Norway’s slalom superstar
After winning slalom bronze as a 19-year-old at the Olympic Winter Games Sochi 2014, Norway’s Henrik Kristoffersen kicked on to become the world No1 in the event. And over the following two seasons he scored a string of brilliant victories to position himself as the favourite for gold at PyeongChang 2018.
Where it all beganKristoffersen was born on 2 July 1994 in Lørenskog in the Norwegian county of Akeshus, just a stone’s throw from Marikollen ski resort, where he cut his teeth as an Alpine skier. Presented with his first pair of skis at the age of four, Kristoffersen was also a motocross fanatic, and he has continued to integrate this physically demanding sport into his training schedule.
It was during his childhood years that the up-and-coming Norwegian first met the great Kjetil Andre Aamodt, whom he describes on his website as a “great role model, great skier and a great person”. The most decorated Alpine skier in Olympic history and a three-time Olympic Super-G champion between 1992 and 2006, Aamodt said Kristoffersen was the most talented young skier he had seen since Marcel Hirscher.
Living up to that praise, the youngster scored the first major victories of his career in February 2009, aged only 14, winning the slalom and the giant events at the Trofeo Toppolino in Italy, a meeting widely regarded as the unofficial world junior championships.
A brilliant junior careerThe young Norwegian star then won the giant slalom title at the 2012 World Junior Ski Championships in Roccaraso (ITA). “Indescribable feeling. There was going to be five more WJC gold medals before my junior career was finished,” he wrote, reflecting on that win.
Aside from that win in Italy, where he also picked up silvers in the slalom and combined, Kristoffersen collected world junior gold in the combined in Mont Saint-Anne (CAN) in 2013, and the giant and slalom in Jasná (SVK) in 2014, a double he repeated on home snow in Hafjell a year later.
Olympic bronze at 19The Norwegian made his FIS World Cup debut in Krjanska Gora in March 2012, and made his first visit to the podium in November 2013, pocketing slalom bronze in Levi (FIN). His first victory came in the run-up to the Sochi Games, in the night race in Schladming the following January. After triumphing in what he described as “the biggest slalom race you can win”, Kristoffersen was hoisted aloft by Marcel Hirscher and Felix Neureuther, the two men he pipped to victory.
At Sochi 2014, Kristoffersen found himself a lowly 15th after the first run of the slalom in Rosa Khutor, fully 1.79 seconds behind Austrian veteran Mario Matt. A treacherous second run then saw a number of competitors ski out or lose their way entirely, while Kristoffersen conjured up a superb performance to shoot up the standings.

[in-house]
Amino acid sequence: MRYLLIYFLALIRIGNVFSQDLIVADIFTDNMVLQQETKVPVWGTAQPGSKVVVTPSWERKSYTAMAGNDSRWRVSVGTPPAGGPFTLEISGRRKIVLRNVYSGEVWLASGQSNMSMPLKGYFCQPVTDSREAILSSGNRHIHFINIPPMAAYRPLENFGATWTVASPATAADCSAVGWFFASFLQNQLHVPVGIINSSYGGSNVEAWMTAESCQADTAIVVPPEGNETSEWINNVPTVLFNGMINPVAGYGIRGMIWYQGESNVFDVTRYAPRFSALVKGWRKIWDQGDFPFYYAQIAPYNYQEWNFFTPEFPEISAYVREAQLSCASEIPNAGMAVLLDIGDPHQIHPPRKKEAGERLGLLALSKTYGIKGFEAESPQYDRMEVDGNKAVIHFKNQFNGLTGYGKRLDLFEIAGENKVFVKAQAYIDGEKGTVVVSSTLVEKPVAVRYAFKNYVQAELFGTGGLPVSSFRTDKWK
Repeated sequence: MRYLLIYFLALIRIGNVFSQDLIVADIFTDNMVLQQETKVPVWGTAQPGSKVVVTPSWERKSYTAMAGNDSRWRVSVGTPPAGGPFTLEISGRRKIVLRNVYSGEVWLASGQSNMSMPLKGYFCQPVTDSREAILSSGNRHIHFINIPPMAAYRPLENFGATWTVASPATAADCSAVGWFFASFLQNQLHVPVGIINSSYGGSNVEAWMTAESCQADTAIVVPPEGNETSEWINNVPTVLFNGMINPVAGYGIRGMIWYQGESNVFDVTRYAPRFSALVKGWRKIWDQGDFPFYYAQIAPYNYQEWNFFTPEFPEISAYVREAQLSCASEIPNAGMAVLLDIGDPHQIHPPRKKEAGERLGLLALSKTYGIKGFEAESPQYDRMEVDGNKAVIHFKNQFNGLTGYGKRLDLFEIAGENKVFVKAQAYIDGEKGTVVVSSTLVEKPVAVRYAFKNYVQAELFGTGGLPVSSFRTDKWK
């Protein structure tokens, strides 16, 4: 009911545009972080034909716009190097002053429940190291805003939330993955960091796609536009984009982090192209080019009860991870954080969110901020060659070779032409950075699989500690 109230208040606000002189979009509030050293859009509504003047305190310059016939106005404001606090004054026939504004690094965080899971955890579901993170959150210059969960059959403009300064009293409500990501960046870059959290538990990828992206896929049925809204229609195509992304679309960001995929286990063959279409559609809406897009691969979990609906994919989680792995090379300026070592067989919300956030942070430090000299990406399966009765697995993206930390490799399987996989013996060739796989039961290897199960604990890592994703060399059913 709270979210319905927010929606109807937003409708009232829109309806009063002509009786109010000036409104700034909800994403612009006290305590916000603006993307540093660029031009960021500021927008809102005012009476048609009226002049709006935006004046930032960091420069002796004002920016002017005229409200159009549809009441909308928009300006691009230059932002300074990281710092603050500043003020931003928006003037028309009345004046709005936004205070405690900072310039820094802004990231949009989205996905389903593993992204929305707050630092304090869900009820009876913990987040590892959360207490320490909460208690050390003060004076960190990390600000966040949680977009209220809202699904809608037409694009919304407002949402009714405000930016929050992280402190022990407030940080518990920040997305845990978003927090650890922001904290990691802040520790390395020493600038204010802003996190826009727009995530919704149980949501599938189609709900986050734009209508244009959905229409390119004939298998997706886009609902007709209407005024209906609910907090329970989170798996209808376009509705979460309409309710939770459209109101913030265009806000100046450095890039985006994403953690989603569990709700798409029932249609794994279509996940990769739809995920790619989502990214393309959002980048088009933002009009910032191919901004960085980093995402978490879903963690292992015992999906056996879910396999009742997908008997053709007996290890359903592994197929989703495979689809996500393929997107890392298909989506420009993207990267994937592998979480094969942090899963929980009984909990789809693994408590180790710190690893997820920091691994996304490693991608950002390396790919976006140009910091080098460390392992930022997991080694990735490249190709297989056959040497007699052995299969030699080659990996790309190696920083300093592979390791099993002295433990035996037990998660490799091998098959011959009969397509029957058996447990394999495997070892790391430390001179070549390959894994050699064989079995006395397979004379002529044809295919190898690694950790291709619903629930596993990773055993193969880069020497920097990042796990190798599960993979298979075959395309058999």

Light on his skis, precise and full of attacking intent, he eventually finished third, behind Hirscher who took silver and 0.88 seconds adrift of the victorious Matt. Aged only 19, the Norwegian became the youngest male medallist in Olympic Alpine skiing history. “It is not far between heaven and hell,” he posted on his website. “Bronze in my first Olympic games. Creative course setting in second run by the legend Ante Kostelic.”
The world’s bestBuilding on his Sochi bronze, Kristoffersen went on to become world slalom No1. In the process, he restored Norway – a global powerhouse of winter sports – to the pinnacle of Alpine skiing, following several lean years for the country’s skiers.
After winning his first World Cup giant slalom in Méribel (FRA) in March 2015, he enjoyed a remarkable run of success in the slalom in the 2015/16 season. In recording six consecutive wins, he became the first skier in history to win the four classic races (Abelboden, Wengen, Schladming and Kitzbühel) in the same season. That stunning sequence helped him claim the slalom crystal globe at the end of campaign.
In a class of his ownKristoffersen was in unstoppable form between the gates once again the following season, posting win on Val d’Isère’s imposing Face de Bellevarde, and in Madonna di Campiglio, Abelboden, Wengen, Kitzbühel and Schladming, where he held on for victory after Hirscher produced a storming second run. That latest success in Austria took his tally of World Cup slalom wins to 14, a Norwegian record.
Looming large now for the former pupil of the Marikollen Skisenter are the next Winter Games, an objective he has been looking forward to since winning his maiden Olympic medal: “The next Games are in four years. The road is long and I have a lot of time to ski competitively and pick up experience for PyeongChang 2018. My major Olympic goals are to win gold in the slalom and the giant slalom.”
And there is little doubt that the insatiable Kristoffersen is on track to achieve that lofty ambition.